Monochrome Watches
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The King Seiko KSK SJE083, A Handsome Re-Edition That Revives A Surprising Internal Rivalry

The flair of the Seiko watch that was once determined to do better than Grand Seiko...

| By Brice Goulard | 9 min read |

When you think about high-end watches produced by the Seiko Watch Corporation, you’ll certainly come to conclusion that there’s one alternative to consider, and that is Grand Seiko. And, in today’s context, you’d be right to think so. But looking back at the brand’s past, there is another name that has once been synonymous of excellence in watchmaking and precision; King Seiko, an internal rival of Grand Seiko. If the latter has been around for decades, King Seiko was somehow dormant, until the end of last year when, in the frame of its 140th anniversary, Seiko decided to re-create an emblematic watch, the King Seiko KSK. It took us some time to get our hands on one of these SJE083, and I was eager to see if it lived up to its name. Let’s dig in.

The result of a healthy rivalry…

Say what you want, but competition can be an extremely healthy problematic. There’s nothing good in being stuck in your own bubble, not looking at what the rest of the world is doing. Competition leads to the need to grow, to evolve, to question who you are and, as a result, to innovate and change. This is true in all industries and watchmaking is no stranger to this need of innovation and rivalry. This situation has always been rather natural for European manufacturers, most of them being located in a small part of Switzerland and thus very much aware of what the neighbors were doing… The Swiss watch industry, for a large part of its history, has been built around an eco-system of suppliers and watch brands, with horizontal integration and all sourcing parts from the same companies.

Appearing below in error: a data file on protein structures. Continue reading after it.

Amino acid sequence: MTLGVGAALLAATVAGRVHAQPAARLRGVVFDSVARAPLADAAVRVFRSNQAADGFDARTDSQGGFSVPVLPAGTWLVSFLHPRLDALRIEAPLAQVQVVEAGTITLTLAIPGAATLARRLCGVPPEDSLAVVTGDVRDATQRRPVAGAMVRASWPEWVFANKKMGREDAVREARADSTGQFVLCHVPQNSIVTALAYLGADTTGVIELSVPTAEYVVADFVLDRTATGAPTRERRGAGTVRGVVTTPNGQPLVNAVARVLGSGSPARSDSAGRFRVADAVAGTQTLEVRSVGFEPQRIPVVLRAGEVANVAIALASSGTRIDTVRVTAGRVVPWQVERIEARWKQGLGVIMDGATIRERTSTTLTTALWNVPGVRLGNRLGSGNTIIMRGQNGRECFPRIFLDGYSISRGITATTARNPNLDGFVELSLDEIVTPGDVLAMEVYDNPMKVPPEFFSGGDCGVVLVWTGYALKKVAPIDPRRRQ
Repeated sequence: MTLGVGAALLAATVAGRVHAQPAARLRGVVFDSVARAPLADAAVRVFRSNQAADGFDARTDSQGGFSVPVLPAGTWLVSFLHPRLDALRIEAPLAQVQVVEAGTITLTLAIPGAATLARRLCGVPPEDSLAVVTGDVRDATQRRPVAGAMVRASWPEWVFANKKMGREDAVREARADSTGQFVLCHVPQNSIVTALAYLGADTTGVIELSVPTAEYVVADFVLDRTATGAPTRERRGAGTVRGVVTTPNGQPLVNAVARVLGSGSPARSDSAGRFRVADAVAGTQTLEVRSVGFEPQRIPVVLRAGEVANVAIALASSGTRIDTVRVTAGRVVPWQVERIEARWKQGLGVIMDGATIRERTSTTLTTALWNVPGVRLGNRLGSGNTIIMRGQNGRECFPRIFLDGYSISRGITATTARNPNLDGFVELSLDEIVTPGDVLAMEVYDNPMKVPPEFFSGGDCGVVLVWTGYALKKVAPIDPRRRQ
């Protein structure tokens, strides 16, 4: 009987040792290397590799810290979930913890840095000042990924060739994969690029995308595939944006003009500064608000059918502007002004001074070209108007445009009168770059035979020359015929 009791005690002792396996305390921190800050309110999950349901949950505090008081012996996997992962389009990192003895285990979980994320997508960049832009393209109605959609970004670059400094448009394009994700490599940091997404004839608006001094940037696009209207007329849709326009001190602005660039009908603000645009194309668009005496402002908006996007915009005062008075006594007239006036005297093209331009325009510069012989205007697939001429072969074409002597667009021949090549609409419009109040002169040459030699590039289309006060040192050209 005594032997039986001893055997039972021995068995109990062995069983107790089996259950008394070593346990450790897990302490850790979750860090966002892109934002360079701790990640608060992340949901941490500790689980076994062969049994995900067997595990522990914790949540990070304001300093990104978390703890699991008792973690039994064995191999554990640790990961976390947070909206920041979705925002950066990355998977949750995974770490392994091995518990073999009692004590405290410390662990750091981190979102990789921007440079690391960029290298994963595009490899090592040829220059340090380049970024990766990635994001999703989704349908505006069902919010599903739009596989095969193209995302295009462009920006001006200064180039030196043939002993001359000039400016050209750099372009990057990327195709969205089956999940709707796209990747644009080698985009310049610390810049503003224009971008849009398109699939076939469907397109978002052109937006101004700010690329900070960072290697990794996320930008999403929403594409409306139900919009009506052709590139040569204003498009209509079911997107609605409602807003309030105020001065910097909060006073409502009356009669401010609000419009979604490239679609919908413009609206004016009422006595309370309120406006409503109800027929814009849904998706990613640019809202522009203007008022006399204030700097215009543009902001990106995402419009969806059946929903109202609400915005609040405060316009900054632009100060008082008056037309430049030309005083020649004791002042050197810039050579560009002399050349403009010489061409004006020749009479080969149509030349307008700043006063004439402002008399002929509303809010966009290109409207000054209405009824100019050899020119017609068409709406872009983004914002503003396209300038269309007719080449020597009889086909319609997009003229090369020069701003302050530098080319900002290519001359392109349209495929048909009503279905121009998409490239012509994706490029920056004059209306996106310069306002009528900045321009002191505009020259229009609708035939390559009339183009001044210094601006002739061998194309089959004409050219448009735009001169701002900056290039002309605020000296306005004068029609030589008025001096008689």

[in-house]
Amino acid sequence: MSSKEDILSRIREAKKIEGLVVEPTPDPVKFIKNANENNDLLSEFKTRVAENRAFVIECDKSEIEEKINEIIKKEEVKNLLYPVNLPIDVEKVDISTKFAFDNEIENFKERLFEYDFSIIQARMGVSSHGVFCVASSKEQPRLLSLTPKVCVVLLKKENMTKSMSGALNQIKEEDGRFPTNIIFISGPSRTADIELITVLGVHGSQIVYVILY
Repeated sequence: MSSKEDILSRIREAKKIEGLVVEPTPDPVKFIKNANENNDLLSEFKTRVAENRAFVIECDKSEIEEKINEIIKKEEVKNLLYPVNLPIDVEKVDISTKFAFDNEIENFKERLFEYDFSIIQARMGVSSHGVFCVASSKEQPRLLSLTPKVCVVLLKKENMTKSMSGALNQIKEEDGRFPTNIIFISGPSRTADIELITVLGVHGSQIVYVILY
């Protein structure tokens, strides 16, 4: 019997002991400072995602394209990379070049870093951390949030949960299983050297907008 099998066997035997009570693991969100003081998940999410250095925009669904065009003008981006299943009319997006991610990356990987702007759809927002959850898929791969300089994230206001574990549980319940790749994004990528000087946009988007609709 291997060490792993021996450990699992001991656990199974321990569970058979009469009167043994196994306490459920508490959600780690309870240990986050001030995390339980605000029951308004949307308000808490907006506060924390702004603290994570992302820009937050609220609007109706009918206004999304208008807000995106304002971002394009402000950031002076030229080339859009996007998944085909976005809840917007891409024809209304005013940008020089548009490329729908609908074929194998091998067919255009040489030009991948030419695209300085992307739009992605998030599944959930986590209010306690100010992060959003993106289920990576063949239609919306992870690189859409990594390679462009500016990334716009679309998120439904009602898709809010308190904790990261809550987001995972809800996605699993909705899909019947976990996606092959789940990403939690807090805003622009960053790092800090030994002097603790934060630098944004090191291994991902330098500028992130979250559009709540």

A second generation King Seiko watch – image by

However, before it became the global giant we now know, Seiko was facing an issue well known by most Islands, and that is isolation from the rest of the world. As such, Seiko has soon developed the concept of vertical integration, with most of the components produced in-house, as it couldn’t benefit from the same eco-system found in Germany or Switzerland. And the heads of the Group quickly saw the issue of not having this healthy competition as a driver for innovation. And here comes the creation in 1960 of Grand Seiko. The company that was created in 1881 by Kintaro Hattori (you can read about the history of the brand here) decided to up its game and to create a sub-brand responsible for the production of the most advanced, precise and luxurious watches of the brand. But alone, one can do good. To do great, you have to be challenged… And this challenger will come a year later, under the name King Seiko. Surprising, but this results from Japan’s mentality, quite different from occidentals…

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In the late 1950s and early 1960s Seiko had two production sites: Suwa Seikosha and Daini Seikosha. In the scope of this internal competition to accelerate innovation and push teams to do even better, Suwa Seikosha will be responsible for the manufacturing of Grand Seiko watches. By 1961, Daini Seikosha reacted with its own vision of a high-end, ultra-precise watch, which was named King Seiko. The internal rivalry between the two wholly-owned subsidiaries had led to the race of becoming the company’s flagship brand. The perfection of accuracy and precision was their common driving force for glory, so it was inevitable that both brands culminated their achievements by each creating a Hi-Beat timepiece. But this is another topic that we’ve explored here.

An example of the 1965 King Seiko KSK watch, with its calibre 44A